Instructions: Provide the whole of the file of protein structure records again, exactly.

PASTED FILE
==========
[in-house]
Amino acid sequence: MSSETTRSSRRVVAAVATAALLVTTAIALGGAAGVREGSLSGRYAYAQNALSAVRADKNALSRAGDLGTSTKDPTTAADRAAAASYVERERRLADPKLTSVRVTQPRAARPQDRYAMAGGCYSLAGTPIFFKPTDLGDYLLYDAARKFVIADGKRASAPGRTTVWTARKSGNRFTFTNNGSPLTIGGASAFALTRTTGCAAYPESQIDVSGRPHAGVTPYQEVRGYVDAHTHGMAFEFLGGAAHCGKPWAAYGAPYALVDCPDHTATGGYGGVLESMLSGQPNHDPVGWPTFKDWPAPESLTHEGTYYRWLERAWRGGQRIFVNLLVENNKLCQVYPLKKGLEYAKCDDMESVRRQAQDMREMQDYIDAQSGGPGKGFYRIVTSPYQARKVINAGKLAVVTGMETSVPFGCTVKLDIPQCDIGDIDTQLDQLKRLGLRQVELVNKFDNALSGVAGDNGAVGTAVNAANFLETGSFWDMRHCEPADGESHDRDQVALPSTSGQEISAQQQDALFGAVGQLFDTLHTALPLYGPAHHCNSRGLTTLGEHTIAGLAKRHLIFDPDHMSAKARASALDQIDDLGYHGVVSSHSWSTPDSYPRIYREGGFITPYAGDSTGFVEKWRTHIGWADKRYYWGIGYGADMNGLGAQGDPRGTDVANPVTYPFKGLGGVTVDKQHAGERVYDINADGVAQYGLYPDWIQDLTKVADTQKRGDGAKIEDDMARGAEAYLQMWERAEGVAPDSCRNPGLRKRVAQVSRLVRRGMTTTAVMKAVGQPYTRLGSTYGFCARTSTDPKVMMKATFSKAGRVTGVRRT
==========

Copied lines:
[in-house]
Amino acid sequence: MSSETTRSSRRVVAAVATAALLVTTAIALGGAAGVREGSLSGRYAYAQNALSAVRADKNALSRAGDLGTSTKDPTTAADRAAAASYVERERRLADPKLTSVRVTQPRAARPQDRYAMAGGCYSLAGTPIFFKPTDLGDYLLYDAARKFVIADGKRASAPGRTTVWTARKSGNRFTFTNNGSPLTIGGASAFALTRTTGCAAYPESQIDVSGRPHAGVTPYQEVRGYVDAHTHGMAFEFLGGAAHCGKPWAAYGAPYALVDCPDHTATGGYGGVLESMLSGQPNHDPVGWPTFKDWPAPESLTHEGTYYRWLERAWRGGQRIFVNLLVENNKLCQVYPLKKGLEYAKCDDMESVRRQAQDMREMQDYIDAQSGGPGKGFYRIVTSPYQARKVINAGKLAVVTGMETSVPFGCTVKLDIPQCDIGDIDTQLDQLKRLGLRQVELVNKFDNALSGVAGDNGAVGTAVNAANFLETGSFWDMRHCEPADGESHDRDQVALPSTSGQEISAQQQDALFGAVGQLFDTLHTALPLYGPAHHCNSRGLTTLGEHTIAGLAKRHLIFDPDHMSAKARASALDQIDDLGYHGVVSSHSWSTPDSYPRIYREGGFITPYAGDSTGFVEKWRTHIGWADKRYYWGIGYGADMNGLGAQGDPRGTDVANPVTYPFKGLGGVTVDKQHAGERVYDINADGVAQYGLYPDWIQDLTKVADTQKRGDGAKIEDDMARGAEAYLQMWERAEGVAPDSCRNPGLRKRVAQVSRLVRRGMTTTAVMKAVGQPYTRLGSTYGFCARTSTDPKVMMKATFSKAGRVTGVRRT